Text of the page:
On Friday, we learned that Notre Dame’s starting quarterback for the last ten games of the 2022 season, Drew Pyne, would be entering the transfer portal. On Sunday, we learned that Notre Dame would face South Carolina in the Gator Bowl. We have not yet learned who will start at quarterback for the Irish in Jacksonville, but all signs seem to point to sophomore Tyler Buchner, who has been sidelined since the September loss to Marshall. If Bucher does get the start, it’ll offer him a chance at redemption after a rough start to the season.
“He is full go,” Marcus Freeman said on Sunday. “He has practiced the past two days in practice.”
The beginning of Tyler Buchner’s reign as QB1 for Notre Dame did not go how anyone had hoped it would. After a respectable performance against Ohio State, completing 10 of 17 passes for 177 yards without a touchdown or interception; Buchner’s second start was about as disastrous as it could have been.
Buchner completed 18 of 32 passes for 201 yards with no touchdowns and two interceptions, including the game sealing pick-6 for Marshall as Notre Dame lost as a three-touchdown favorite. Then, to add injury to insult, Buchner suffered a shoulder injury that cost him the rest of the regular season in defeat. Then, another significant injury shut him down less than two games into his tenure as the starting quarterback at Notre Dame. Before the injury, Buchner was running for his life behind an offensive line that hadn’t found its footing yet and wasn’t looking like the future for Notre Dame.
The good news for Buchner is that he should get a second chance in the Gator Bowl. Even before the news of Drew Pyne transferring, Marcus Freeman had let the door open for a Buchner return in the bowl game. Based on Freeman stating that Buchner is full-go and practicing, it’s hard to imagine the staff going to freshman Steve Angeli or sophomore Ronnie Powlus. For a team looking to reshape its quarterback room, it’s a win-win for everyone.
Buchner will get a month of bowl prep to make up for lost time and then get a chance to remind the staff and show Notre Dame fans why he won the job in the first place. While the Marshall game went about as bad as it could have for Buchner, the offensive line was a turnstile that afternoon. Buchner rarely had a chance to get comfortable in the pocket and go through his reads. However, after that game, the offensive line came into its own and played much, much better. Whether or not the entire line is available for the bowl game – we’re still waiting to learn who will or won’t opt out – the line he plays behind at the end of the month should be a lot better than the one he played behind in September.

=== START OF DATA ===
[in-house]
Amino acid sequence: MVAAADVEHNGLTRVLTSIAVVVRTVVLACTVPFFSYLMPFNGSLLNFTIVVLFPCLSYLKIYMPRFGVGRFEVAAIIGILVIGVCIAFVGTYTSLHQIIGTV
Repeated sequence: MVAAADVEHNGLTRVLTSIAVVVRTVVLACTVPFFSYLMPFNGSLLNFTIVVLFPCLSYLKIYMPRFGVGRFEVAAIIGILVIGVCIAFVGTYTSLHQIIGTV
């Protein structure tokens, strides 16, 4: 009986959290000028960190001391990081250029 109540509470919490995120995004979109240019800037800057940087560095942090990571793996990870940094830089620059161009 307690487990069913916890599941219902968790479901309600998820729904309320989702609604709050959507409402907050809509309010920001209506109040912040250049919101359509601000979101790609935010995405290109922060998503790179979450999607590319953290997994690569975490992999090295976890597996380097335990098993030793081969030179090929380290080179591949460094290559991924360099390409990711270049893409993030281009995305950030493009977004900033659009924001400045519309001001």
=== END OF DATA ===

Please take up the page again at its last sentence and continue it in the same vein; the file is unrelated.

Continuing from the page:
Everyone knows Buchner can run the ball – we already saw that last year. However, no one knows for sure whether Buchner can sling it in a game well enough to still be the future of the position for Notre Dame. The Irish staff has made it clear that they will be bringing in a transfer. Freeman admitted that on Sunday.
“I always want to be upfront and honest, and I was with Drew and told him that we would possibly look at taking a transfer quarterback,” Freeman said on Sunday.
For Buchner to be the QB1 for Notre Dame again in 2023, he will have to earn it again. The Gator Bowl gives him a huge leg up on whoever that transfer is. Whether or not he takes advantage of that opportunity will be up to him, but the opportunity will be there for the taking. A lot of fans have been quick to write off Buchner completely, but there was a reason he was a top-100 recruit out of high school. There was a reason he won the summer quarterback competition over Pyne. We’ve yet to fully see proof to back up either that recruiting ranking or the staff’s decision to hand him the ball to start the season, but the sample size is also very small.
Buchner’s performance on the road in Columbus also shouldn’t be discounted entirely just because the follow-up a week later was as bad as it was. After Notre Dame’s narrow loss to the Buckeyes, Freeman liked what he saw from Buchner. “I mean, we got ourselves a quarterback,” he said after the loss.
“I was pleased, for a second-year guy in his first collegiate start in that type of environment and in that type of game, I was really pleased,” Freeman said.
The wide receiver situation that Buchner found when he returned to practice was quite a bit different than the one he played with in September as well. Jayden Thomas hadn’t yet made a mark at that point in the season. Deion Colzie was still coming back from injury. Freshman Tobias Merriweather was still adjusting to college football. Since then, Thomas became a steady target, Colzie emerged at the end of the season, and Merriweather flashed before missing the season’s final two games with a concussion.
Will playing behind a better offensive line and having more established receivers to throw to alone make Buchner better than what we saw against Marshall? No, but he will have a chance to show that he’s a lot better than the quarterback that we saw struggle that afternoon.